Answering God’s call isn’t always easy. Mike Mitchell knows that firsthand.
About seven years ago, he had just started a new job as executive director of the S. Dale High Center at Elizabethtown College after a long stint as president and owner of Amelia’s Grocery Outlet.
“I had experience in the food business. My wife volunteered in a thrift store,” Mitchell says. “One day, I just got a strong leading from God to put those two together.”
The idea was to create a “social business on steroids,” a combination discount grocery store and thrift store with a three-pronged mission: to provide fresh food to underserved areas, to provide job opportunities for those re-entering the workforce and to use the store’s profits to further serve the community.
But Mitchell was busy with his new job, and he put the idea on the back burner.
“I knew this was going to be really hard,” he says. “I’m not a young guy anymore. It’s one of the reasons I kind of procrastinated.”
Then, in 2017, Giant Food Stores announced it would close its supermarket on North Reservoir Street in the city’s East End, prompting protests over the loss of a vital source of food within walking distance for many residents of the neighborhood.
“That’s kind of when I realized that maybe I need to do something to fix that,” Mitchell says.
That “something” is Treasures Markets, a business developed in partnership with Water Street Mission, the Social Enterprise Institute at Elizabethtown College, and the High Foundation. The store offers groceries, including dairy, produce and meat, as wells as clothing, housewares and furniture at discount prices.
Treasures Markets opened in June 2020 at 515 N. Franklin St., behind McDonald’s near J.P. McCaskey High School. It will celebrate its one-year anniversary from 11 a.m. to 8 p.m. Saturday, June 26, with a summer food fest featuring discounts, music, prizes, giveaways and food trucks.
In a year of challenges, Mitchell says there is much to celebrate.
First and foremost, Treasures Markets is filling a need in a food desert and giving residents of the area easy access to fresh food and other goods at affordable prices. Dealing with major manufacturers such as Kellogg’s, Campbell’s, Turkey Hill and Tropicana, the store can offer groceries up to 50% off retail prices. On the general merchandise side, closeouts from the likes of Target, Amazon and Sears, as well as donated goods, carry savings of up to 60% to 70%, Mitchell says. The inventory is ever-changing, so there are always new treasures to find.
A basket of goods comparison with Giant revealed a savings of over 30% for Treasures Markets shoppers. A similar comparison with Target showed over 50% savings.
But Treasures Markets is more than a place to shop. It’s a place that changes lives. Jesse Arias and her two children were living at Water Street Mission for a year and a half when a life coach with the mission’s Step Up program suggested she consider a job at the newly opened market. Up until that point, the single mom had struggled to find a job that gave her both flexibility and the financial means to support her family.
Treasures Markets created a job that accommodates Arias’ needs. As retail sales coordinator, she handles the general merchandise store side of the operation.
“Me being able to get the job allowed us to be more independent when it came to being able to leave the mission,” Arias says. “I’ve been on my own with my kids for five or six months now. It’s given me the opportunity to become independent again with the faith that I’m going to be OK.”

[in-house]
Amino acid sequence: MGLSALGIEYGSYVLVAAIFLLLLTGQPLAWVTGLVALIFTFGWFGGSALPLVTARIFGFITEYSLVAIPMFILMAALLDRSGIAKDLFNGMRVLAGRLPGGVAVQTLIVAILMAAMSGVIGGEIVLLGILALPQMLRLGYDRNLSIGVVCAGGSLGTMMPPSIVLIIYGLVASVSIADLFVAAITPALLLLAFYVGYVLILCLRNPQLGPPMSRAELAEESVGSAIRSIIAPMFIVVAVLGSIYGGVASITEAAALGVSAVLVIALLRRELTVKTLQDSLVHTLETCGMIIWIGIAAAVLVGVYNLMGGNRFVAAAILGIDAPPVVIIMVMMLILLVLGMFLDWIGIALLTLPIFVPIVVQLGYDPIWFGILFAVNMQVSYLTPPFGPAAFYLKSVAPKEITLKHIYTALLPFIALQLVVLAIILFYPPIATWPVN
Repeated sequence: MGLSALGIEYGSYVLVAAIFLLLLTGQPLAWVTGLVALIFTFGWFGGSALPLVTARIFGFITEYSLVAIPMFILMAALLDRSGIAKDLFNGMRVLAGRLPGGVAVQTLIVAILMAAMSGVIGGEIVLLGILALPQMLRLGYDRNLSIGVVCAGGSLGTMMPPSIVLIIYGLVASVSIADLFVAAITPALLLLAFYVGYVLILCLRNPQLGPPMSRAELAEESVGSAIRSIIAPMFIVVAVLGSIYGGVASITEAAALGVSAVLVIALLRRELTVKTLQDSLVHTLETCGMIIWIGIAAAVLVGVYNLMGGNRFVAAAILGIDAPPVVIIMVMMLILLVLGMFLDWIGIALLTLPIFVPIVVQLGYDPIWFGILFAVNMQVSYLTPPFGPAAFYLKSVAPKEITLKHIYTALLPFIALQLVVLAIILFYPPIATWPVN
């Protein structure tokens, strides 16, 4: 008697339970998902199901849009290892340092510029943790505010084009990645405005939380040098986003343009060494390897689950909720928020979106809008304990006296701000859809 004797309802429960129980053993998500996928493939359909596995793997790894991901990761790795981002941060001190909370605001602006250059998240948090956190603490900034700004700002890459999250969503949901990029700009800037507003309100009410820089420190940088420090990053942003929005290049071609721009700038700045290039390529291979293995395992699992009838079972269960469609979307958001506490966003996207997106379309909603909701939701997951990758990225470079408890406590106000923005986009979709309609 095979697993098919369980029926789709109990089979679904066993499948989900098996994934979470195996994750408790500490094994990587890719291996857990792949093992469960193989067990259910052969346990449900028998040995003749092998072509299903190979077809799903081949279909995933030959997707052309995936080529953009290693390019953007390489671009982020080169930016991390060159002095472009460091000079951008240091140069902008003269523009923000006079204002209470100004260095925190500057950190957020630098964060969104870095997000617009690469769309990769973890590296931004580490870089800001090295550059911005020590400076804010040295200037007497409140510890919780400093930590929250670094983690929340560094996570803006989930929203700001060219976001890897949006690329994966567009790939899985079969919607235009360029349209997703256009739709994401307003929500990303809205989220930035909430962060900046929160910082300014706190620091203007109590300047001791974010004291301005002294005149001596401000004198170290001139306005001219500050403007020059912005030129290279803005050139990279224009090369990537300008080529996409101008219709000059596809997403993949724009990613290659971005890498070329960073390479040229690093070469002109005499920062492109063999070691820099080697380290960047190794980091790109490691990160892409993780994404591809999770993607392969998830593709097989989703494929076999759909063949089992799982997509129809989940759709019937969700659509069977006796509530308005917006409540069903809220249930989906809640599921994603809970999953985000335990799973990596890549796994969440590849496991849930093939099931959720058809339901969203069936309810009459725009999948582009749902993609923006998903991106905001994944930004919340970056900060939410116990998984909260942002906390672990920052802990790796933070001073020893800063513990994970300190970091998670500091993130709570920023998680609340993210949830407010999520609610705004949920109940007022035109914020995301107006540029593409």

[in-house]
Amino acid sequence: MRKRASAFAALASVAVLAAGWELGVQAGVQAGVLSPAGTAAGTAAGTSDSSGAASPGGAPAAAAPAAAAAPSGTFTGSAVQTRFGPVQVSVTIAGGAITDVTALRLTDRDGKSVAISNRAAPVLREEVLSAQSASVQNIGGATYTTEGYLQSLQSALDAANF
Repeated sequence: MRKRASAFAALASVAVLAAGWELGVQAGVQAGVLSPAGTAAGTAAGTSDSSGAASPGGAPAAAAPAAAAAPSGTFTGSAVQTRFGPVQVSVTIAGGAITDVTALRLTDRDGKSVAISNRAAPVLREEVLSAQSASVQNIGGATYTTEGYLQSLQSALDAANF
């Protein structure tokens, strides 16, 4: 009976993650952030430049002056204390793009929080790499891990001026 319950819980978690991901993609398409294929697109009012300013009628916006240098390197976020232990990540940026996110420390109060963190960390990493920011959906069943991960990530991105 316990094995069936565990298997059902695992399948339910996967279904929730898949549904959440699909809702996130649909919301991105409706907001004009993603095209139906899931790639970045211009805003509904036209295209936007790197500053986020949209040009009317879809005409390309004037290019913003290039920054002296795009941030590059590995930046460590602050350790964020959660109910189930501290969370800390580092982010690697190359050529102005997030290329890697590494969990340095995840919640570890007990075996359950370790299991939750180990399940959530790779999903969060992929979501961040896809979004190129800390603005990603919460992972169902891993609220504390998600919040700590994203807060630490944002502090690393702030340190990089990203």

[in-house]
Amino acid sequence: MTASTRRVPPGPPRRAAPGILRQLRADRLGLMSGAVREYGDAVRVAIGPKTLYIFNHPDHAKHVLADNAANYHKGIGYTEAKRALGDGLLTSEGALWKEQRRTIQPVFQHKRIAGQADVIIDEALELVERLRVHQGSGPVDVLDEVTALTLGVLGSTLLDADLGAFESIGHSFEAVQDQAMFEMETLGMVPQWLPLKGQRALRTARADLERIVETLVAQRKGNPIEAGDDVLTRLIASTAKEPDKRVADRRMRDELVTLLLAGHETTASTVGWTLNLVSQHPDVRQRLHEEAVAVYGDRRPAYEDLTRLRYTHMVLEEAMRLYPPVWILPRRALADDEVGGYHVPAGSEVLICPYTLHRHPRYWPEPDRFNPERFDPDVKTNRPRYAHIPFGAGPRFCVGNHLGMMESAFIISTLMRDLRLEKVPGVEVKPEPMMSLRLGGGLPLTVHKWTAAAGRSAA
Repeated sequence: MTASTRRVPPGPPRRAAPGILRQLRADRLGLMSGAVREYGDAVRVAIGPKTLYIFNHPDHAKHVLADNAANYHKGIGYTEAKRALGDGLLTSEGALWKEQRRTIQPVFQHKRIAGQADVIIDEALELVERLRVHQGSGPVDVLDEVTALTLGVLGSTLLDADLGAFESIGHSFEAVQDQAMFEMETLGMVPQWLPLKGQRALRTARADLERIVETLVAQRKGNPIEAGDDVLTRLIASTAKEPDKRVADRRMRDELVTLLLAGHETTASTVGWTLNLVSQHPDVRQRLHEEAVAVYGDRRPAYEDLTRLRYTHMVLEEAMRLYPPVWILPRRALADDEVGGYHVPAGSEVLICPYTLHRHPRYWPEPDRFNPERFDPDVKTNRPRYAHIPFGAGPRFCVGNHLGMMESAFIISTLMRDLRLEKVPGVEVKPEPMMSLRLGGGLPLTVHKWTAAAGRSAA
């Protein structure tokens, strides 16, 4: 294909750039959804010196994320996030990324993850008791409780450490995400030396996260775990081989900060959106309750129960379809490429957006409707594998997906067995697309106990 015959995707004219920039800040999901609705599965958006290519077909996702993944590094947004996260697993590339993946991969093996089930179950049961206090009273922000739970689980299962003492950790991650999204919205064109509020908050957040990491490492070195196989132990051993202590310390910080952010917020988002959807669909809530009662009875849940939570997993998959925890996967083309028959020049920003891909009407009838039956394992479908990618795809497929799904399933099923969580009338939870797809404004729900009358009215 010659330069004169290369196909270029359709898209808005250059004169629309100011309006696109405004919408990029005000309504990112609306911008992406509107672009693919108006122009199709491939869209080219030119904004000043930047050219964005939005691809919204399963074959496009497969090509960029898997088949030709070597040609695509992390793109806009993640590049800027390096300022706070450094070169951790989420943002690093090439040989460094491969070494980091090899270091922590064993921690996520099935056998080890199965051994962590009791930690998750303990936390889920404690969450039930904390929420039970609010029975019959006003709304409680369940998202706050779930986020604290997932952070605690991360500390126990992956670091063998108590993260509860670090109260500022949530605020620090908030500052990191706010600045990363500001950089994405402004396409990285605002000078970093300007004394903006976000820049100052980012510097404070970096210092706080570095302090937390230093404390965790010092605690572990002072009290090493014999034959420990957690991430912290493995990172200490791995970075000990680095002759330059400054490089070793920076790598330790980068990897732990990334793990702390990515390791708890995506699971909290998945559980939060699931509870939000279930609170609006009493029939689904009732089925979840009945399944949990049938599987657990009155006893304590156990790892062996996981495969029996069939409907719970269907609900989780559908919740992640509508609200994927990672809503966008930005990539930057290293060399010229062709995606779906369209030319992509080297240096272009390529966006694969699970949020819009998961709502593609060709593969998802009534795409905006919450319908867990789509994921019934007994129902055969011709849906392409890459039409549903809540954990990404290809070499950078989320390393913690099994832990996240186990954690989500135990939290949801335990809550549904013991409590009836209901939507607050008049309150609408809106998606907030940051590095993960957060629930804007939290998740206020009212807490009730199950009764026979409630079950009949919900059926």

Working at Treasures Markets also allows Arias to help others like herself. “It’s a really good feeling at the end of the day to know I’m actually giving back and can help,” she says.
Whether she’s sharing her testimony or encouraging people in the community to shop at the store, her message is simple: “You’re helping yourself because our prices are incredibly low, but with every purchase you’re giving back to the same community that wants to help you out.”
Making an even greater impact on the community is a hope for the future, Mitchell says. Proceeds from Treasures Markets flow through the non-profit Treasures of Hope foundation to Water Street Mission and other worthy causes in the community.
As a start-up business during the COVID-19 pandemic, profits have been minimal at this point, Mitchell notes. Still, Treasures has donated food to local non-profits, given away free food to customers and offered special discounts.
The June 26 event is not only a one-year anniversary celebration, but also a chance to reintroduce the community to Treasures Markets.
“We want to celebrate what God is doing in people’s lives,” Mitchell says. “This is not just a grocery store. This is a business that God put here for more than to deliver discount savings.”
While its mission is to help the underserved, Treasures Markets is open to everyone, Mitchell says, estimating that 170,000 people live within a three-mile radius of the store. Over the past year, shoppers have given Treasures a higher Google rating than Target, Ollie’s or Walmart, Mitchell says.
The store is conveniently located two minutes off Route 30 in a safe, well-lit area with plenty of parking. However, since it is a standalone business and not part of a strip mall with a lot of drive-by traffic, the challenge is getting people to see that it’s worth the trip, he says.
The more people that shop and save, the more good Treasures Markets can do.
“God can do anything He wants. We just have to stay faithful. Sometimes the journey is more important than the destination,” Mitchell says. “We’ve got a lot of excitement ahead.”
Treasures Markets is located at 515 N. Franklin St., Lancaster. Hours are 8 a.m. to 8 p.m. Monday through Saturday. The store is closed Sunday. For more information, visit treasuresmarkets.com or find us on Facebook at facebook.com/treasuresmarkets/.